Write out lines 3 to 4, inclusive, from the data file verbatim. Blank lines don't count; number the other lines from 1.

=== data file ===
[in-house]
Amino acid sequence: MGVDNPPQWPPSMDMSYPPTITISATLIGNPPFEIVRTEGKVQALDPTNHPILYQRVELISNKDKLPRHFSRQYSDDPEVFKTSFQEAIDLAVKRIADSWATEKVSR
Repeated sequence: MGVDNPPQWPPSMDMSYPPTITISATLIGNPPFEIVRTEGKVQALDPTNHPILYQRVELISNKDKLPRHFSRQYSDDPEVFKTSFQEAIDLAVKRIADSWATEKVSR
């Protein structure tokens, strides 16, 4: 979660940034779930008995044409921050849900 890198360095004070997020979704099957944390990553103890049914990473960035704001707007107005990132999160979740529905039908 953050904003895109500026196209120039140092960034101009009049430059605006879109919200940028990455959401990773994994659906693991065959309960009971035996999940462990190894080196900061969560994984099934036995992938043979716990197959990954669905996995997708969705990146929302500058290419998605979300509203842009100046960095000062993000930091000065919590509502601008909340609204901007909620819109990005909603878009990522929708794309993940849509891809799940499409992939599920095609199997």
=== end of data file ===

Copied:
Repeated sequence: MGVDNPPQWPPSMDMSYPPTITISATLIGNPPFEIVRTEGKVQALDPTNHPILYQRVELISNKDKLPRHFSRQYSDDPEVFKTSFQEAIDLAVKRIADSWATEKVSR
């Protein structure tokens, strides 16, 4: 979660940034779930008995044409921050849900 890198360095004070997020979704099957944390990553103890049914990473960035704001707007107005990132999160979740529905039908 953050904003895109500026196209120039140092960034101009009049430059605006879109919200940028990455959401990773994994659906693991065959309960009971035996999940462990190894080196900061969560994984099934036995992938043979716990197959990954669905996995997708969705990146929302500058290419998605979300509203842009100046960095000062993000930091000065919590509502601008909340609204901007909620819109990005909603878009990522929708794309993940849509891809799940499409992939599920095609199997």